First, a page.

Resident ACVIM - SAIM Ontario Veterinary College - University of Guelph Guelph, Ontario, Canada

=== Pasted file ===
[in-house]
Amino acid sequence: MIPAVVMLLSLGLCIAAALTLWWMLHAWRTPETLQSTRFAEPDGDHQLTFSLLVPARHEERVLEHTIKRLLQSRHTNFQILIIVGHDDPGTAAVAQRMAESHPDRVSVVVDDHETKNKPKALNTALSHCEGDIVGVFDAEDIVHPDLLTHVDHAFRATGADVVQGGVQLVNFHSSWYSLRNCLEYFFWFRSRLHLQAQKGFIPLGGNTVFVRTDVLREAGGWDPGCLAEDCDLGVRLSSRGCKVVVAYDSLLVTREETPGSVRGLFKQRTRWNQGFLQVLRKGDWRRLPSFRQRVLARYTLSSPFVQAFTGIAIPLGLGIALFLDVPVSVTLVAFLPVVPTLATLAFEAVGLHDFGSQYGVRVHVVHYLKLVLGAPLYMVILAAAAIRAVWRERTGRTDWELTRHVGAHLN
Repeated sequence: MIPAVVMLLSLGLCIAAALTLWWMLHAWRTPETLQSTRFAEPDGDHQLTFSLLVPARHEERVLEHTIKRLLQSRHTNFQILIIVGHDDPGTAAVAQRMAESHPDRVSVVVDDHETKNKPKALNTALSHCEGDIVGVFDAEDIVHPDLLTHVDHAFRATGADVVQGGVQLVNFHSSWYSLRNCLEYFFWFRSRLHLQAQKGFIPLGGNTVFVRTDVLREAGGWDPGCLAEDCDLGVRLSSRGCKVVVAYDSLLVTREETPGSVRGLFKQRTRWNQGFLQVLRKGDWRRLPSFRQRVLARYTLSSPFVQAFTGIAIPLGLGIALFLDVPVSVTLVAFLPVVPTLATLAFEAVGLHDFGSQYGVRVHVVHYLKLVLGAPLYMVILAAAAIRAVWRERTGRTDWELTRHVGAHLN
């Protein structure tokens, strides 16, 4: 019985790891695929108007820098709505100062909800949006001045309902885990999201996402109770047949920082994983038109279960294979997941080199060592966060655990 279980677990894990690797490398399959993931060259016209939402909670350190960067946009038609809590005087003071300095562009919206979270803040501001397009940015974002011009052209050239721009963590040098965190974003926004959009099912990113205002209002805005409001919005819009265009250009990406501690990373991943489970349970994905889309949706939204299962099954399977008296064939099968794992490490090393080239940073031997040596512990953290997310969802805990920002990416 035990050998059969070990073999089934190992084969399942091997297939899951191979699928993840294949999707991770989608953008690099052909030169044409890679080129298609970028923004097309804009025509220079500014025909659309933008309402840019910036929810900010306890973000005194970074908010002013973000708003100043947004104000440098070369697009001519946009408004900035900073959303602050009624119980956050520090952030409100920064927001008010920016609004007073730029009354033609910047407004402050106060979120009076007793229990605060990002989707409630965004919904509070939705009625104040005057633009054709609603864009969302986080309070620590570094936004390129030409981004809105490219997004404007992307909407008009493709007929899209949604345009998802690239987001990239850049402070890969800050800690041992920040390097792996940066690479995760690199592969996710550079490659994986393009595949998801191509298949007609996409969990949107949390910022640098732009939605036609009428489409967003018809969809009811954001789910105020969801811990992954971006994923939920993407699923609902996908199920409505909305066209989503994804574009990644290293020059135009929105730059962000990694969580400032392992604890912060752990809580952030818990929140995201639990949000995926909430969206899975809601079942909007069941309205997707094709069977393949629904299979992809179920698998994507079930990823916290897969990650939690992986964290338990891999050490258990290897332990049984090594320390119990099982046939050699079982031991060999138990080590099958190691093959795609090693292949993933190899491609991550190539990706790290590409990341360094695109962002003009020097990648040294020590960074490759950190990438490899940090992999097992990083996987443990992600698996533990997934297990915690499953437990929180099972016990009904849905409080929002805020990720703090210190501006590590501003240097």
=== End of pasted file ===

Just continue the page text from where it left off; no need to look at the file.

This study aimed to assess feasibility and complications of video capsule endoscopy (VCE) in dogs with occult or overt gastrointestinal bleeding (GIB). From August 2017 to November 2019, a total of 38 dogs (23.1kg ± 11.2) were examined by VCE because of suspected occult (26) and overt (12) GIB. The ALICAM® was administered orally (28) or by endoscopic deployment (10) after 12 hours of fast. Preparation included enemas (29), administration of polyethylene glycol (19). A standard scoring system was used for GI visibility. All ALICAM® were administered uneventfully and excreted spontaneously. Median transit time of the capsule from administration to excretion was 30.5 hours (range 2.5 hours – 8 days). Complications included incomplete studies due to temporary gastric retention (14), lost VCE (1), and unrelated sudden death (1) or euthanasia (1). GI visibility was good to excellent in the stomach and small intestine, limited to poor in the colon. Bleeding lesions were identified in 22 dogs (10 with overt GIB, 12 with occult GIB) and included gastric ulcerations (13 dogs), intestinal ulcerations (6 dogs) and gastric/intestinal/colonic vascular ectasia (2 dogs); intestinal lymphangiectasia was identified on ALICAM® in 2 dogs subsequently confirmed by endoscopic biopsies. In 2 dogs with overt GIB, a bleeding lesion was not identified. VCE is a safe procedure and can be used to diagnose a variety of bleeding lesions in the GI tract of dogs. In ALICAM delivered per os, prolonged gastric retention leading to incomplete studies was frequently noted. Further studies are needed to improve study completion.